Updated 22 January 2021

What is a Urinary Tract Infection

Lady holding tummy
A urinary tract infection, sometimes referred to as a UTI,  is an infection of any part of the urinary system, which includes the urethra, bladder, ureters and kidneys. UTIs are very common, particularly in women, older people and babies. A Urinary Tract Infection of the urethra is known as urethritis while that of the bladder is cystitis and an infection of the kidneys is called pyelonephritis. However, the majority of UTI cases involve an infection which is confined to the bladder. On average, 1 in 2 women will contract a UTI while 1 in 20 men would be infected by a UTI during their lifetime. While UTIs that affect the lower urinary tract can result in a lot of discomfort, serious complications can arise if the Urinary Tract Infection is able to spread from a person's bladder to their kidneys through the ureters. One of the most common bacteria causing UTI is Escherichia coli or E.coli which is one of the bacteria that thrives in your gut. This bacterium is usually inadvertently transmitted to your urethra directly from your anus during a toilet break and when good toilet habits are not carefully observed. Fortunately, most UTIs can be successfully treated and managed with the use of antibiotics. However, it is always better to adopt a "prevention is better than cure" approach when dealing with UTIs, in order to avoid complications, a long-term treatment plan and the risk of recurring infections.

Symptoms of UTIs

Urinary Tract Infections have many symptoms which may also vary depending on the type of microorganisms that are responsible for the infection. However, the most common signs of a UTI include;
  • A scalding or burning sensation when you urinate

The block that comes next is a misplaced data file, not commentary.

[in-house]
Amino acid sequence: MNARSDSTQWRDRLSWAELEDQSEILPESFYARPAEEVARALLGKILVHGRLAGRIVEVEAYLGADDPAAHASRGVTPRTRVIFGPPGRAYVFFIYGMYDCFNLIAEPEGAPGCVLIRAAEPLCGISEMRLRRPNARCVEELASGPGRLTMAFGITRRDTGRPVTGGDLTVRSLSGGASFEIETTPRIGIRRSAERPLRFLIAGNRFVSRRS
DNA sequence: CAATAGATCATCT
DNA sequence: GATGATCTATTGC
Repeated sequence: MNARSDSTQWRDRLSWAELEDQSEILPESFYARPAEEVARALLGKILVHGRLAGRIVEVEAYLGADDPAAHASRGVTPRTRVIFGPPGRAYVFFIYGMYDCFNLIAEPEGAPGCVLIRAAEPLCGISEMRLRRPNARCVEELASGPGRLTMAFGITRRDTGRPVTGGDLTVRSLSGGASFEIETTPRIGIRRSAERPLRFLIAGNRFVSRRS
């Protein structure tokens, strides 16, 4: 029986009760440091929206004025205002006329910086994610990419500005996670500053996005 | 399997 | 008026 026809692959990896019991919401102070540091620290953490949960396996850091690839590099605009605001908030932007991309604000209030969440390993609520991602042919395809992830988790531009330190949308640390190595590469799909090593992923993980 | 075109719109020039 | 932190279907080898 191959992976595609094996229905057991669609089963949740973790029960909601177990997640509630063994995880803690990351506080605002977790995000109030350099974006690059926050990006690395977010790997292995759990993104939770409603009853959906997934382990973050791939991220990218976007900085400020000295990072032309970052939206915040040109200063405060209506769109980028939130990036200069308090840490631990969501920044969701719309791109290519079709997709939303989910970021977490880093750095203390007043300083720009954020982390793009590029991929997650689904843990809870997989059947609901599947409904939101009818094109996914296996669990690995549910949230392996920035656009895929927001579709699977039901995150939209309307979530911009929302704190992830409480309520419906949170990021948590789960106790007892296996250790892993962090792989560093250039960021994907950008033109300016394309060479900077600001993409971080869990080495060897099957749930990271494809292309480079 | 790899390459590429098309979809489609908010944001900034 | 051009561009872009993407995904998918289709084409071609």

• Discomfort in your lower abdominal region
  • Cloudy, dark, smelly or bloody urine
  • A feeling of a full bladder even after urinating
  • More frequent urination, sometimes with only a few drops 
If the UTI has spread to your kidneys, the symptoms that can manifest include;
  • Back or loin pain
  • Pain in your lower abdomen
  • Fever or chills
  • Nausea or vomiting.

Causes of a Urinary Tract Infection

To cause infection of the urinary tract, a micro-organism usually needs to enter the urinary tract via the urethra or blood stream. Most of the time the cause of a UTI is a micro-organism entering the urethra from the anus.

Risk factors for developing a  Urinary Tract Infection

Urinary Tract Infections within the bladder (cystitis) is not as complicated and as serious as an infection of the kidneys (pyelonephritis). There are certain groups of people that are more prone to a UTI infection than others. Some of these UTI high risk groups include;
  • Women have a high risk of contracting UTI because the length of their urethra is normally just 4 cm which means that the bacteria causing UTIs do not have to travel far before getting to and infecting the bladder.
  • Diabetic patients are also at a high risk of contracting UTIs because of their compromised immune systems.
  • Babies with a urinary system birth defect are also at risk of contracting Urinary Tract Infections.